As a developer, I’m impressed by the growing ecosystem of tools available. Chocolatey and Boxstarter are really impressive and something I thought I would never see on Windows. Boxstarter is killer: I can launch the provisioning profile by clicking a link and it lessens the pain of having to manually install Chocolatey (an aspect for which I used to criticize it).
PowerShell is great, even though it has a somewhat confusing syntax and it’s terribly slow to start. I greatly feel the lack of a decent terminal emulator though, both Console2 and ConEmu make very little to ease my pain.
What I still don’t find so the general “hostility” towards tools and programming languages conceived on UNIX-like operating systems. Developing Python, Node or Ruby programs on Windows requires the installation of MingW/Cygwin or a mix both and it feels clunky. Even though Windows is not at fault here, if I have to install half of UNIX to get some work done, I might just use Linux, OS X or FreeBSD directly instead of fighting the OS. All in all, I think Windows is really suitable only for .NET and Java developers. I don’t see anything wrong with that, but since I don’t use those technologies, I don’t see myself using Windows for software development anytime soon.
Another can of worms is NTFS. It’s. Really. Slow. Period. Give it a directory with a bunch of small files and watch it crawl to a halt. I would really like to see Microsoft improve this aspect of Windows.
It is also worrysome that Microsoft is going the “patent troll” route. We are also seeing the beginning of another try at Embrace-Extend- Extinguish with Nokia’s release of their “X” smartphone. I remember where Microsoft hegemony brought us, technologically speaking, and I would not see it happen again. Microsoft is all collaborative and dandy but only because they recognize they are losing ground. The leopard does not change his spots, despite what Scott Hanselman says. Additionally, competition is good.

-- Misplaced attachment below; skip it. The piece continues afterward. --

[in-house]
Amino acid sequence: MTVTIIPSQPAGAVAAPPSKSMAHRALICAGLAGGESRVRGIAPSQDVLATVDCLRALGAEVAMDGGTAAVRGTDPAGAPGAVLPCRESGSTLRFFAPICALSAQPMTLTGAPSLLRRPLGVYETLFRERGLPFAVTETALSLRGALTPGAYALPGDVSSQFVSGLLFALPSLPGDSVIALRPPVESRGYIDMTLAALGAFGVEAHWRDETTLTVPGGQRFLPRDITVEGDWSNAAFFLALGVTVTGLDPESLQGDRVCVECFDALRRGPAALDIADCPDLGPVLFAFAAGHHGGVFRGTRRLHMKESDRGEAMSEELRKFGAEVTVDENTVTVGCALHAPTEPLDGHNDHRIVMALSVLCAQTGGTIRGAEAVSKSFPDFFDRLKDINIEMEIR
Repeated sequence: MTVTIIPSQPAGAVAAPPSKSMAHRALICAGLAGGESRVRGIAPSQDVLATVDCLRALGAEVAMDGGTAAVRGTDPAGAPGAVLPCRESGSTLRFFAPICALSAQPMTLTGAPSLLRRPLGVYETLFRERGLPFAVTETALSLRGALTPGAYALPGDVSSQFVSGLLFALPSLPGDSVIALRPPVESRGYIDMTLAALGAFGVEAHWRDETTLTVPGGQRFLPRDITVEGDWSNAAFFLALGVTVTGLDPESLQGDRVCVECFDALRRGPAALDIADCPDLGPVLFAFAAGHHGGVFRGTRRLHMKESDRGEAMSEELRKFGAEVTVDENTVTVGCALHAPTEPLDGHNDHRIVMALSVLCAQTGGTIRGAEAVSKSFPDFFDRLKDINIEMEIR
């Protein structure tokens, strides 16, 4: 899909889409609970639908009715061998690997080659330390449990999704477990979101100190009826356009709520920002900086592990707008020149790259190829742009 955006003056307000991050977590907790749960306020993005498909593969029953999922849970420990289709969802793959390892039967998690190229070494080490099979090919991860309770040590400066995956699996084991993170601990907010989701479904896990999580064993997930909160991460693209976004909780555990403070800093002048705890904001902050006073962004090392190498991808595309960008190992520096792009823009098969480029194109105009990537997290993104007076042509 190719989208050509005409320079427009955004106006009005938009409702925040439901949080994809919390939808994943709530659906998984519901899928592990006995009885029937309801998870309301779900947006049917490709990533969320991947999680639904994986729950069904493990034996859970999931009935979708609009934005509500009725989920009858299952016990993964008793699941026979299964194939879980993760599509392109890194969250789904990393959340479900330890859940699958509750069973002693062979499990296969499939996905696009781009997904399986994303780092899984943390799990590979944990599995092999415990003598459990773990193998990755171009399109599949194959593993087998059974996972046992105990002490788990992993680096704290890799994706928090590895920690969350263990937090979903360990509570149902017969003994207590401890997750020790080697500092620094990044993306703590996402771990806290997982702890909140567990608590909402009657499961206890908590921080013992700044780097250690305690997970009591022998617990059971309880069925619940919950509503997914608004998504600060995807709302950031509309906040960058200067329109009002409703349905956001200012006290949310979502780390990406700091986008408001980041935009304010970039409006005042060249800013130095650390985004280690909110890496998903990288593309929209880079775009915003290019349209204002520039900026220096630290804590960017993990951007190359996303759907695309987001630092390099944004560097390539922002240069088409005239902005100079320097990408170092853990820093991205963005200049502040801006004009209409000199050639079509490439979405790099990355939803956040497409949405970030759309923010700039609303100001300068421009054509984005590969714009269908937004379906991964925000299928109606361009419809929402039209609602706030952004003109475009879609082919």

Apple, OS X, iPhones and iPads
My relationship with Apple has always been a love-hate one. On one side, they basically brought the personal computer and the modern smartphone to the masses. They were the first to introduce Hi-DPI (in an usable form) to laptops and mobile devices. In many ways, they lead the way in the consumer space. They accomplish all of this, however, by the means of proprietary hardware connectors, technologies and software stack, often sacrificing interoperability. Everything is legit as long as you’re locked into into their ecosystem. Going the Apple way is almost an all-or-nothing proposition, with dictatorial authority over what you can and cannot do on a device you thought was yours.
This has always been scary and also the primary reason I’ve always avoided their products, except for a short stint with an Hackintosh during the Snow-Leopard days.
Looking back, I see myself speaking against everything made by Apple without really knowing their stuff, going to great lengths to have something Apple-like without buying their products. How naive.
An informed opinion relies on evidence. Such evidence is obtained only through knowledge, experimentation.
Plus, I’m being lured by the appeal of their hardware, their Retina Hi-DPI screen, the trackpad (especially the Magic Trackpad), multi touch gestures and ridiculously long battery life. As a developer I’m intrigued by Objective-C, IOKit, XCode integration with Clang and its static analyzer, AppNap and many other nice little things I always had the chance to see but not use extensively.
I’m buying a 13-inch Retina MacBook Pro, something my friends will find unusual. I’m also planning to stick with it at least until the end of 2014, resisting the urge to switch back to Linux, so that I will have enough time to adapt and see if it fits me.
While I won’t be switching to an iPad or an iPhone any time soon (due to the draconian policies I would be subjected if I did), this is the year of my switch from Linux to OS X. Whether it will be temporary or permanent, I don’t know. In any case I will regularly report about my findings, concerns and whatever else comes across my mind. Should I come back to Ubuntu after this experience, I’m sure I’ll have acquired new skills and more knowledge to discuss about Apple and their products in the future.
That would be a victory in any case.